- Composition of the Cell Nucleus
- Prestressesed nuclear organization
- What properties of the nucleus make it substrate for mechanotransduction?
- The dynamic cytoskeleton actively couples the cell surface to the nucleus
- The nucleoskeleton imparts mechanical stability to the nucleus
- Chromatin condensation forces keep the nucleus compact
The nucleus is an organelle found in most eukaryotic cells, the exception being red blood cells. In animal cells it is both the largest and stiffest organelle and is easily identifiable by light microscopy. The average mammalian nucleus has a diameter of ~6µm and occupies about 10% of the total cell volume.
The primary functions of the nucleus are to store the cell’s DNA, maintain its integrity, and facilitate its transcription and replication. The nuclear contents, which include the genetic material and the many proteins required for its processing, are enclosed within a double membrane known as the nuclear envelope, but remain functionally connected to the cytoplasm via nuclear pores. It is through these pores that RNA can be transported to the cytoplasm for further processing.
Deeper inside the nucleus resides the DNA, which usually exists in the form of interphase chromosomes. Being an extremely long molecule (~2 meters for mammals) DNA must be packaged extensively to fit inside the relatively small space of the nucleus. This is achieved via an energy dependent process that involves numerous proteins and ultimately gives rise to a structure known as chromatin.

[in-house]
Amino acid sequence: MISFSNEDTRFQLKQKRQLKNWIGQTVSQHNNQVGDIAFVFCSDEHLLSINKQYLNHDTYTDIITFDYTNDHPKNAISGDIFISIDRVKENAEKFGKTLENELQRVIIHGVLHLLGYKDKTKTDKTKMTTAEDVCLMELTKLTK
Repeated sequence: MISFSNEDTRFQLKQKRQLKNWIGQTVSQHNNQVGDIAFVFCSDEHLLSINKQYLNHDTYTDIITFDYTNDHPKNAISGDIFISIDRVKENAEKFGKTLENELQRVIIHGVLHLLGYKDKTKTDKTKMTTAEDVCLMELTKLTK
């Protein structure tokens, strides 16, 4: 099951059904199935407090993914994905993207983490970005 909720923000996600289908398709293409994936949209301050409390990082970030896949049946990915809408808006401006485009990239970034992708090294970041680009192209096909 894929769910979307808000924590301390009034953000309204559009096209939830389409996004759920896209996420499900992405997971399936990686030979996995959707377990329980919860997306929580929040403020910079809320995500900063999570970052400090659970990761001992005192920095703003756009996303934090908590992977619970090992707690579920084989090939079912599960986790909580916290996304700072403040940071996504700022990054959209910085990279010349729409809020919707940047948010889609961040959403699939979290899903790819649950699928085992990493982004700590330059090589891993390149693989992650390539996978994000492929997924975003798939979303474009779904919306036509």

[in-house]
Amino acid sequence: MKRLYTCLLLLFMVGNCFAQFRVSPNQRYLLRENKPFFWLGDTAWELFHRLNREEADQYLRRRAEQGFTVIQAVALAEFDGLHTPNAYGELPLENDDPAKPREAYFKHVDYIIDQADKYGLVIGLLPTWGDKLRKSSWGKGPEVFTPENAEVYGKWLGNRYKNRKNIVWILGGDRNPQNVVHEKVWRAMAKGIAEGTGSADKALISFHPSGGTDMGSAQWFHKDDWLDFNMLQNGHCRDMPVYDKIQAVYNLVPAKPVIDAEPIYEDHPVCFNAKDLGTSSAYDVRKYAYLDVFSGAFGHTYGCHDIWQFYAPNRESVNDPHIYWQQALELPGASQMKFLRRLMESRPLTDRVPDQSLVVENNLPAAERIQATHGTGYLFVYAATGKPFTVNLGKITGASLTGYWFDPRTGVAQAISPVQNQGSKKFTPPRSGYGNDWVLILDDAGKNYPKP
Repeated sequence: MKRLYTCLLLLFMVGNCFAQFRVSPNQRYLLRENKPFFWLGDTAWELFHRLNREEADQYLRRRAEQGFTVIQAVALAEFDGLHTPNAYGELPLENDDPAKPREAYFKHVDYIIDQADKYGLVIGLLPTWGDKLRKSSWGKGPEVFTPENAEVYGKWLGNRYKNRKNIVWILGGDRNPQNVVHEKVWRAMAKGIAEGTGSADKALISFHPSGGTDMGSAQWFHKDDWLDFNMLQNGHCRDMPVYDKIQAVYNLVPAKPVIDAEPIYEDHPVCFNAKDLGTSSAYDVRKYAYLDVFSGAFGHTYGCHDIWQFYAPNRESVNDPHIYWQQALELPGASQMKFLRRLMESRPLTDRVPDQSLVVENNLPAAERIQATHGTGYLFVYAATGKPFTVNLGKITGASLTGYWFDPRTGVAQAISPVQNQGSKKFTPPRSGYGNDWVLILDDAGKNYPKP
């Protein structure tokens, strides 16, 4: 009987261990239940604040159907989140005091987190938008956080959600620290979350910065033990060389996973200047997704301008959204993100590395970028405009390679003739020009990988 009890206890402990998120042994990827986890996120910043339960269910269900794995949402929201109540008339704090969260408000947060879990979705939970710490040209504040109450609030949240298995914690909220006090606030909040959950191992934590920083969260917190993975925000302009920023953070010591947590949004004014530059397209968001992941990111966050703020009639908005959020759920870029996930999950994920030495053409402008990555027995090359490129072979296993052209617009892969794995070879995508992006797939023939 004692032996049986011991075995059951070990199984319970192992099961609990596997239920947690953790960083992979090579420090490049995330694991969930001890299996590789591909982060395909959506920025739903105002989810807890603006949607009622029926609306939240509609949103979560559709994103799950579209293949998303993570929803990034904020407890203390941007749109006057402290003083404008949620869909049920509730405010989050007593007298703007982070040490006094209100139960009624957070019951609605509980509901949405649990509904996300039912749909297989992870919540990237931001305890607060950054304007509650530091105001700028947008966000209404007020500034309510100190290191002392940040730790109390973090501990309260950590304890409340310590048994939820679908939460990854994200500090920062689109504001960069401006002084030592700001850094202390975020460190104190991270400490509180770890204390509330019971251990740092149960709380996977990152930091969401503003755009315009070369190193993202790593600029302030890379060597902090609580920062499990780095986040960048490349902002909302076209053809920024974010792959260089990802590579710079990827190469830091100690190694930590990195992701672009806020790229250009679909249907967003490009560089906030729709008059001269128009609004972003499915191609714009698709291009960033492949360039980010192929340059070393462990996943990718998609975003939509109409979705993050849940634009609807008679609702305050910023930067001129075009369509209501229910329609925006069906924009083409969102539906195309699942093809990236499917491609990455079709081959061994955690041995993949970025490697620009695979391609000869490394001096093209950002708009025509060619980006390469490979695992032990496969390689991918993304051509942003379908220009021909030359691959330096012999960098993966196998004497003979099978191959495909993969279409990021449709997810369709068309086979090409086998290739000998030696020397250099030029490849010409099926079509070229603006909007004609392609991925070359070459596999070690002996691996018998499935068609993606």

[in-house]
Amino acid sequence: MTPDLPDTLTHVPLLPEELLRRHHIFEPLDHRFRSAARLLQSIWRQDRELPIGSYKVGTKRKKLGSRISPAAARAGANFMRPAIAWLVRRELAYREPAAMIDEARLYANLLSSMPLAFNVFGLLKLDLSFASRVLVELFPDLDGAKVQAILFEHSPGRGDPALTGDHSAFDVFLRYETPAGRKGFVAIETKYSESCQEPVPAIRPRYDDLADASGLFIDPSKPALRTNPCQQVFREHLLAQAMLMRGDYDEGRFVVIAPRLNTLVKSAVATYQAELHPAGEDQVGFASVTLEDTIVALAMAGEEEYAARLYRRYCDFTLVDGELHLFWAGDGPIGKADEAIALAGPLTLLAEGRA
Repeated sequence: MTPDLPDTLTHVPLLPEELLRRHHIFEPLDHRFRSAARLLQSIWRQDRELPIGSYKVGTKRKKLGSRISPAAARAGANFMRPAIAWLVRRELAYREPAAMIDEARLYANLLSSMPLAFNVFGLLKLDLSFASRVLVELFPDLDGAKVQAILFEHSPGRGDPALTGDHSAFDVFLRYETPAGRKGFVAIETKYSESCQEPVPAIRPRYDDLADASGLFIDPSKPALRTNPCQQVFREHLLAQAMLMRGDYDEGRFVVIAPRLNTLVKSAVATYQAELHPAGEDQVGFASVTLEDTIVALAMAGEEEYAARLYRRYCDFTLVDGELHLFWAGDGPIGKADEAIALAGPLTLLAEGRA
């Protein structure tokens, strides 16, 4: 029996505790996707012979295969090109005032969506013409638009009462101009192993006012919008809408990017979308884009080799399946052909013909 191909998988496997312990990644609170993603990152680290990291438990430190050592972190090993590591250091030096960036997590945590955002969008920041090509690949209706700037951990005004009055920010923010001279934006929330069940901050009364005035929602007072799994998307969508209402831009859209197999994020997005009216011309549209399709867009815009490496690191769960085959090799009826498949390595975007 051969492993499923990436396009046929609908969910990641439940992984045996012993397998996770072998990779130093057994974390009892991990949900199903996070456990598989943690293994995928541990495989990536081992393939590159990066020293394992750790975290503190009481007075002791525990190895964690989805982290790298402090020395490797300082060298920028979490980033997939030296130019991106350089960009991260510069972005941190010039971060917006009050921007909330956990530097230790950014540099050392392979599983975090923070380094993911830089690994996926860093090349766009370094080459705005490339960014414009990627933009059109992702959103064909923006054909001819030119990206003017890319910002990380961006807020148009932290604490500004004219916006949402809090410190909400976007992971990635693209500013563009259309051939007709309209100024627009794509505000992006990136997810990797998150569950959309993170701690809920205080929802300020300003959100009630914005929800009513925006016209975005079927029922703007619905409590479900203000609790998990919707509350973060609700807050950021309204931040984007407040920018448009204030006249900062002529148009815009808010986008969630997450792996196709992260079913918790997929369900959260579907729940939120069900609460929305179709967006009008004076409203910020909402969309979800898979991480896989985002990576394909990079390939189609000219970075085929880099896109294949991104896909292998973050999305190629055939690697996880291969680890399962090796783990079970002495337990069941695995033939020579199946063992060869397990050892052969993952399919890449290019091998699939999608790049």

Despite the importance of DNA packaging, it is equally important that the DNA sequence remains accessible to repair and transcription machinery. This accessibility is highly dependent on the extent of compaction and this is reflected in the two types of chromatin that exist in the nucleus; euchromatin and heterochromatin (reviewed in 4). Euchromatin is less compact than heterochromatin and is more transcriptionally active.
Another prominent structure found in the nucleus is the nucleolus. This is often seen as a distinctly dense body and is sometimes referred to as a sub-organelle (reviewed in ), although it is not bound by membrane. The nucleolus is enriched with tandem repeats of rDNA (regions of DNA that encode rRNA or ribosomal RNA). The major role of the nucleolus therefore, is the synthesis of rRNA and the assembly of ribosomes - the protein synthesis machinery of the cell.
Along with these major structural and functional components of the nucleus, dozens of additional smaller assemblies are often observed. These include cajal bodies, promyelocytic leukemia bodies, nuclear speckles, etc (reviewed in [6, 7]). While the functions of these structures remain unclear, their presence clearly indicates a high level of functional compartmentalization and organization within the nucleus.
Further, the plasticity of stem cell nucleus is attributed to enhanced collisions between chromosome interfaces due to lack of spatial organization. Differentiated cells reveal precise cell-type specific positional coordinates for each chromosome through physical anchoring to other chromosomes or scaffolding proteins [18, 31, 32, 33]. Such well-defined interfaces are brought about by the orderly assembly of nuclear structural proteins upon activation of gene expression programs [31, 34].